AIBD High Performance Homes Team Creates Working Drawings

for IBS High Performance Building Zone

In 2017 and 2018 AIBD’s High Performance Homes Team was contacted by the National Home Builders Association to prepare working drawings and design for a Tiny House Lab, displaying energy type wall systems and roof. The Tiny House Lab was built and sent to each of the International Builders Show for display in the High Performance Building Zone.

Due to the success of the Tiny House Lab building at the IBS, this year for the 3rd straight year, the High Performance Homes Team was once again contacted to provide yet another Tiny House Lab with new energy type wall systems and roof, plus a slightly different design to the Lab.

The project scope included a simple 9’-6” X 26’ frame, a 4-sided rectangular shape Tiny House. Each of the 4 walls to have a new energy type wall system that is partially open for IBS attendees to walk through the Lab and see how to construct each energy wall. The same concept is to be done for the roof frame, a design that is layered so that all materials are exposed. A schematic sketch of the project was provided, see image.

Sketch of a tiny house.

The project scope included using specific materials, provided by sponsors of the IBS Tiny House Lab. Those sponsors included Tyvek® HomeWrap®, Tyvek® DrainWrap™, Rockwool Comfortboard™, Rockwool Comfortbatt®,  Keene Driwall™ Rainscreen and Keene “Viper Vent”™ Ridge Vent. It was important that all sponsors were included in the making up of the energy walls and energy roof systems.

As we discuss each energy wall system, feel free to try and use these systems on your residential projects for better performance in energy efficient design.

Energy Wall Type #1…

Diagram illustration of Wall Type 1.
Click to enlarge.

…was applied on one of the gable end walls. This consisted of a double 2X4 frame wall staggered and placed 16” O.C. with a 1” gap in the middle of the frame wall. The wall is insulated with a BIB system cellulose or blow-in-blanket system made up of fiberglass blowing wool, an R-value of at least 34. The outer layer started with 7/16” OSB sheathing. Then Tyvek® HomeWrap is applied, a house wrap by DuPont™ allowing water vapor to escape while keeping air and water out. Then, a drainage mat to eliminate moisture problems was applied, a Keene Driwall™ Rainscreen product. Plank siding is then applied to the outer shell.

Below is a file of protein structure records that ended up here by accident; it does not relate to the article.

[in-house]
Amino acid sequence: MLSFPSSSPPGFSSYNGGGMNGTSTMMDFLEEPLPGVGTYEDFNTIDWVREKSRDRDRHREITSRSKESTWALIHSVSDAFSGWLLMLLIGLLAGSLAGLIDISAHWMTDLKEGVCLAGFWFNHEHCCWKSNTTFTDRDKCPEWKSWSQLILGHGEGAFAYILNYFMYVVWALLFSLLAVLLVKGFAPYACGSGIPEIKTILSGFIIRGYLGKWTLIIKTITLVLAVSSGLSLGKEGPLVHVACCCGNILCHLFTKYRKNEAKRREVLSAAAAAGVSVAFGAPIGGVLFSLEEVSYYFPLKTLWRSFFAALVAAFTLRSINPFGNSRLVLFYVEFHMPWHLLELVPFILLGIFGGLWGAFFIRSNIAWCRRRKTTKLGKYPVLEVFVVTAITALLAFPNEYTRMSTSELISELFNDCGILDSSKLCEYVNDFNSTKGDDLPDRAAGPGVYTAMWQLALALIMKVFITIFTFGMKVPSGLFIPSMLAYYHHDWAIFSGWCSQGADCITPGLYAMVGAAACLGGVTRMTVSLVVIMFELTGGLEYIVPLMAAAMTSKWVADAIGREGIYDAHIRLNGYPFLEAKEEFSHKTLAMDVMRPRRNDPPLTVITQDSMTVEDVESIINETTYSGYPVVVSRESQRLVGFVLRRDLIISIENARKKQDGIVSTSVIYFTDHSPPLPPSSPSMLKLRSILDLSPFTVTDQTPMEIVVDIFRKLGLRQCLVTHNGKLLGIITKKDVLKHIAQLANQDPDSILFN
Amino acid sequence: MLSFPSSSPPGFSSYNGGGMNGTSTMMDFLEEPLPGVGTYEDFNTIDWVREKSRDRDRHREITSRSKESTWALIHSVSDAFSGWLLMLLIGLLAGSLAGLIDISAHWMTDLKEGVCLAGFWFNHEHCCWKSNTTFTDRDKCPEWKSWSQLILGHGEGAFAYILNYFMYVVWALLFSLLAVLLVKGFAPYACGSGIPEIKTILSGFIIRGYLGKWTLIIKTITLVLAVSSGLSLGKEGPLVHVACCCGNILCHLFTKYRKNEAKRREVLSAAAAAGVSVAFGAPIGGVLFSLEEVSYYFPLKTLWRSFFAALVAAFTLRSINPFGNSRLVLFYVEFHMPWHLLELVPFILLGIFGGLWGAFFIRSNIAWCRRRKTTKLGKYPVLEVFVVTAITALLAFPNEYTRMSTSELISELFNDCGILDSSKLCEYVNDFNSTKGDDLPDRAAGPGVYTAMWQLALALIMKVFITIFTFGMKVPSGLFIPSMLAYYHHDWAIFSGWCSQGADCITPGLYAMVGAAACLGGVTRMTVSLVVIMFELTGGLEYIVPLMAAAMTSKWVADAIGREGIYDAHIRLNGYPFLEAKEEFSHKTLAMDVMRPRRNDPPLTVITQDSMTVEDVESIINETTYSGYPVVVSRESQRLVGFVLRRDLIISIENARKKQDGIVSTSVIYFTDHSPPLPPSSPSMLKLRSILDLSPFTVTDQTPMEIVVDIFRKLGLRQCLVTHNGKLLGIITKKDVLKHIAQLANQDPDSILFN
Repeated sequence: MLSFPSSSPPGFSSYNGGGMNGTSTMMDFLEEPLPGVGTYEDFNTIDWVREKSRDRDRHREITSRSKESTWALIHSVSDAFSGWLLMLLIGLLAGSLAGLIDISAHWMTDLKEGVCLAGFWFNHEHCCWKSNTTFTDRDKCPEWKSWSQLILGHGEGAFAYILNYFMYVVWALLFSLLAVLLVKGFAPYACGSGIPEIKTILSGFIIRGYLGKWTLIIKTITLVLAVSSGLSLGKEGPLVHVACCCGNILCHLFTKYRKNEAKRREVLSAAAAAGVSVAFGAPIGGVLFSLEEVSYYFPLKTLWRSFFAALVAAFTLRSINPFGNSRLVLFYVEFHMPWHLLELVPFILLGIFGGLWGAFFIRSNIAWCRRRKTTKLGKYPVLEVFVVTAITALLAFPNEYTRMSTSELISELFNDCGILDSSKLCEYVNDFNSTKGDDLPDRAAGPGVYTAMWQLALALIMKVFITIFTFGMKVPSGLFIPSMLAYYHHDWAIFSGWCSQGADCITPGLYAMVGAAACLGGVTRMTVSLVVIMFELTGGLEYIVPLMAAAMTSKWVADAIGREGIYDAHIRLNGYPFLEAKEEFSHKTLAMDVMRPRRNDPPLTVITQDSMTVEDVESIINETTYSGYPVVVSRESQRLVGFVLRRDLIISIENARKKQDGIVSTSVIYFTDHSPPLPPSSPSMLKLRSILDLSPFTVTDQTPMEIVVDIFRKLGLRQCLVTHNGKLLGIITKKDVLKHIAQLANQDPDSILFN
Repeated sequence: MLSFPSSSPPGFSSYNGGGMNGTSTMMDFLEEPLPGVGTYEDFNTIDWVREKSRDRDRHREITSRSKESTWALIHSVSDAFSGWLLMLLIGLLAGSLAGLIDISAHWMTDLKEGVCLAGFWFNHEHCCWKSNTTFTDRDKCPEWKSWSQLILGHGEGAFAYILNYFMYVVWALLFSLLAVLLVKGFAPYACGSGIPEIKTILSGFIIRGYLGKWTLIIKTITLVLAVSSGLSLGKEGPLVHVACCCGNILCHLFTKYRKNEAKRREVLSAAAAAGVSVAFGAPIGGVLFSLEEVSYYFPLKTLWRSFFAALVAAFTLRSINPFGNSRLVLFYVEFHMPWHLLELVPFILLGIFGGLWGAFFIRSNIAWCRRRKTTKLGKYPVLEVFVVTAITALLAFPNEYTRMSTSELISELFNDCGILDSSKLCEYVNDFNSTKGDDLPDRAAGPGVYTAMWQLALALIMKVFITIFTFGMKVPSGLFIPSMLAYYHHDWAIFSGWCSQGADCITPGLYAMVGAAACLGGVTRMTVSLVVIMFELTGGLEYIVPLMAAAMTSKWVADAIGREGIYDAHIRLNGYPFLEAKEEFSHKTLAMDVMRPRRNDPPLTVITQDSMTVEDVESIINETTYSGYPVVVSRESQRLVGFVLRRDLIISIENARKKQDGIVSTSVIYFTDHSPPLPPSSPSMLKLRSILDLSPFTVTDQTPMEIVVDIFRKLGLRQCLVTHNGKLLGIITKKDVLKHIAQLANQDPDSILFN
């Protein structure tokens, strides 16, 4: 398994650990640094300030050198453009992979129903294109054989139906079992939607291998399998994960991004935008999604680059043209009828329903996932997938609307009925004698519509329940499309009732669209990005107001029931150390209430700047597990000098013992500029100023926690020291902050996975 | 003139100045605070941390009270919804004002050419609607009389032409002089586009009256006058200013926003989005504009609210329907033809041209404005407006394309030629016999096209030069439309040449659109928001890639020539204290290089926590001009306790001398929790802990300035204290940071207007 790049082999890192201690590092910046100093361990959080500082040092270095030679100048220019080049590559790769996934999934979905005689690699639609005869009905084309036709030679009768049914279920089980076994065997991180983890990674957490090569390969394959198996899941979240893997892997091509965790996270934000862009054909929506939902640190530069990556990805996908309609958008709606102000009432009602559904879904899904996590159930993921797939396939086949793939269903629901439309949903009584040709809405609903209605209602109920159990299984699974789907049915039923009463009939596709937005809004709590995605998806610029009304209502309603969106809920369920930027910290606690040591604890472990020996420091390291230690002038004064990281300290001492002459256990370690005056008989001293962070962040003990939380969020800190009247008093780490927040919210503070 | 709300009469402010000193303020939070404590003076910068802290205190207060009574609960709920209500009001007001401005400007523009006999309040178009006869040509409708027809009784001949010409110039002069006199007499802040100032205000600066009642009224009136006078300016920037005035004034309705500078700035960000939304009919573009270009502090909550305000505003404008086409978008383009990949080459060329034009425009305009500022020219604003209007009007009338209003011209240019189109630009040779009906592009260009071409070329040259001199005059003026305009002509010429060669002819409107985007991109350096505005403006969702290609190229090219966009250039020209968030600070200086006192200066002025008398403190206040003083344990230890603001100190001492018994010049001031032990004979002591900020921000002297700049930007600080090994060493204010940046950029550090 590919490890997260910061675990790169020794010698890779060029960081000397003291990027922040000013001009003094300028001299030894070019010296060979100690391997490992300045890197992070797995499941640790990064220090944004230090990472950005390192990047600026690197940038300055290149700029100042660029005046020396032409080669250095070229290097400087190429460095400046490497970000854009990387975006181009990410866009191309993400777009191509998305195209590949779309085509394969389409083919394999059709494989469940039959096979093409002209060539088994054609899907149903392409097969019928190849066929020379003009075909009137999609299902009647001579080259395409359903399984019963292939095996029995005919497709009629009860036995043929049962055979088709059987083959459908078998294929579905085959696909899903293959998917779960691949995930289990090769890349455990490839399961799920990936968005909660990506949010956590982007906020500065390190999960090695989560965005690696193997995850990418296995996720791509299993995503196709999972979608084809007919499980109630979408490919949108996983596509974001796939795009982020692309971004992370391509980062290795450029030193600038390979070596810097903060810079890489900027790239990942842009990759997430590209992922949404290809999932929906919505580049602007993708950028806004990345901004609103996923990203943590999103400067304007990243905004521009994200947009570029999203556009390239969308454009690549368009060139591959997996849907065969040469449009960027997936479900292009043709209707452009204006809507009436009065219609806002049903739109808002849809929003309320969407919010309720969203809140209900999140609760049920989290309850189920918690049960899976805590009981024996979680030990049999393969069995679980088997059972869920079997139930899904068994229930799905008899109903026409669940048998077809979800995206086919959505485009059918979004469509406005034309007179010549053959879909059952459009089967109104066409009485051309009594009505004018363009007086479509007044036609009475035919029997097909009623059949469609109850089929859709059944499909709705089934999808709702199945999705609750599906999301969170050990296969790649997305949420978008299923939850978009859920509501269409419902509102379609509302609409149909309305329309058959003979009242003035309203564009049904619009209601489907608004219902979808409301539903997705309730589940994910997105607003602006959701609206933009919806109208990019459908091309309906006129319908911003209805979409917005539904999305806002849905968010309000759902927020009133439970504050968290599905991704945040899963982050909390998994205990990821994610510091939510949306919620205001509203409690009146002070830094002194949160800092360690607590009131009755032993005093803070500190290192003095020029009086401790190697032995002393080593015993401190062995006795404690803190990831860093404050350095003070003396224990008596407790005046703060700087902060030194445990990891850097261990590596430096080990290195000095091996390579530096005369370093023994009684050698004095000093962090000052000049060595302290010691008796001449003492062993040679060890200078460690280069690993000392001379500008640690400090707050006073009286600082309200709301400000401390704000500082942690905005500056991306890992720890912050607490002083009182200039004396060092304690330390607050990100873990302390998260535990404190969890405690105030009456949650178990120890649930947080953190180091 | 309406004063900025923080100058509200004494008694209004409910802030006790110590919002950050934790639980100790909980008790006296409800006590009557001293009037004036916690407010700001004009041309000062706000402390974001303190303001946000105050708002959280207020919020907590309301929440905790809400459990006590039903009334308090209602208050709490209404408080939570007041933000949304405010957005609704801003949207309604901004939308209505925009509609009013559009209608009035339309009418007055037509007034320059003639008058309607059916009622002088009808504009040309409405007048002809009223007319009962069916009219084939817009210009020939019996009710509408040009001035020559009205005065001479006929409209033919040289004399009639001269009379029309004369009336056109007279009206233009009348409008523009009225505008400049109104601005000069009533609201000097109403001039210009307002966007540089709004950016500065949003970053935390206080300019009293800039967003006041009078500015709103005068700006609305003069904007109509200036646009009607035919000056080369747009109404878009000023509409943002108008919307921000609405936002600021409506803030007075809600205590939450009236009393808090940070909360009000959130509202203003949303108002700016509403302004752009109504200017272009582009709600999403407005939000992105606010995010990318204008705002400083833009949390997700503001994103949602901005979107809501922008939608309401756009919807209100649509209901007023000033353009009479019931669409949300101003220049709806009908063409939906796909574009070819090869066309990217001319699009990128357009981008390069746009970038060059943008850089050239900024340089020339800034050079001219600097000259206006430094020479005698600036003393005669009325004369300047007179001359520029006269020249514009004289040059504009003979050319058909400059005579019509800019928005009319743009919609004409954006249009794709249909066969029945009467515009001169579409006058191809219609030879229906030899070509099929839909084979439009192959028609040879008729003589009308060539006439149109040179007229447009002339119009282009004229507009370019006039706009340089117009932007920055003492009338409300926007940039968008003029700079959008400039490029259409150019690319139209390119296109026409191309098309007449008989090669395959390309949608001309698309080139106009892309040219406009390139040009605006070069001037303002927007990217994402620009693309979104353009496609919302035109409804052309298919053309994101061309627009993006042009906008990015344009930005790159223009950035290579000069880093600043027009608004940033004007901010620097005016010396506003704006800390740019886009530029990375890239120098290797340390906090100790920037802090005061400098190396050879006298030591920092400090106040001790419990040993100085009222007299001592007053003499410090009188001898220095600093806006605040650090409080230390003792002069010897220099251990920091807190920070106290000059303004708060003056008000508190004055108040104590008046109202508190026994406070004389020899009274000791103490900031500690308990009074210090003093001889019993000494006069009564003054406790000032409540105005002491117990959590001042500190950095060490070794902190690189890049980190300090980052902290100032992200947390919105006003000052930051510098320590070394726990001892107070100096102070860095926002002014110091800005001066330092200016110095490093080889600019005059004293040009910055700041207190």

Energy Wall Type #2…

Diagram illustration of Wall Type 2.
Click to enlarge.

…was designed for one of the longitudinal walls. This wall frame consisted of a 2X4 frame wall placed 24” O.C., much like an advanced frame wall system. In cases with a 2X4 framed wall, trusses and rafters are engineered to be placed directly above each wall stud, and windows are strategically placed to minimize framing lumber. Rockwool Comfortbatt® was used to insulate this wall. After the 7/16” OSB sheathing, a DuPont Tyvek® DrainWrap™ moisture barrier was applied with 11/16” vertical battens to allow for application of another layer of 7/16” OSB sheathing. That followed DuPont’s Tyvek® HomeWrap® and plank siding.

Energy Wall Type #3…

Diagram illustration of Wall Type 3.
Click to enlarge.

…was the opposite side, with also an engineered advanced frame wall system with 2X4s at 24” O.C. This wall was insulated with Rockwool Comfortbatt®. 7/16” OSB sheathing was applied and that followed a 2” Dow Foamboard, a rigid Styrofoam insulation board having 11/16” vertical battens for the plank siding installation.

Energy Wall Type #4…

Diagram illustration of Wall Type 4.
Click to enlarge.

…was the opposite gable end. The wall was framed with 2X4s at 24” O.C. and contained 4” of closed cell foam insulation. 7/16” sheathing on the outside of the wall with DuPont Tyvek® HomeWrap® house wrap to allow water vapor to escape while keeping air and water out. That application was finished with plank siding.

The Roof System…

Diagram illustration of the roof.
Click to enlarge.

…consisted of 11 7/8” I-Joist rafters at 24” O.C. Those rafters were placed directly above the corresponding 2X4 wall studs below. The cavity was insulated with 2 layers of R23 Rockwool Comfortbatt® and a BIB system blow in cellulose. Atop the rafters was placed 1/2″ OSB sheathing. On top of the sheathing was 15# of roofing felt paper. 5/4” X 3’ wood furring strips were place as an air gap, with another 1/2″ layer of OSB sheathing. On top of the second layer of OSB was roofing underlayment by Certainteed. That followed shingles by Certainteed. A Keene “Viper Vent”™ was set as a continuous ridge vent. Certainteed solar system PV panels were then applied on one side of the top of the roof.

The lab building…

A photograph of the AIBD High Performance Homes Team tiny house at the IBS High Performance Building Zone.
Click to enlarge.

…was constructed off site with the ability to disassemble and reassemble the structure at the showroom of the International Building Show in Las Vegas, February 19-21. Be sure to visit the High Performance Building Zone where all day live presentations will be made in front of the Tiny House Lab. The AIBD was honored to be a part of this project and looks forward to working with the NAHB again at future IBS shows. The AIBD and AIBD High Performance Homes Team thanks the NAHB consultant Cheryl Lewis and builder Matthew Whitbeck of Whitbeck Construction for their support and participation in this project.

The High Performance Homes Team strives to be the resource for designers, builders and consumers in the quest to design and build energy efficient, comfortable and environmentally safe homes. If you would like to be a part of the AIBD High Performance Homes Team contact AIBD at for more information.

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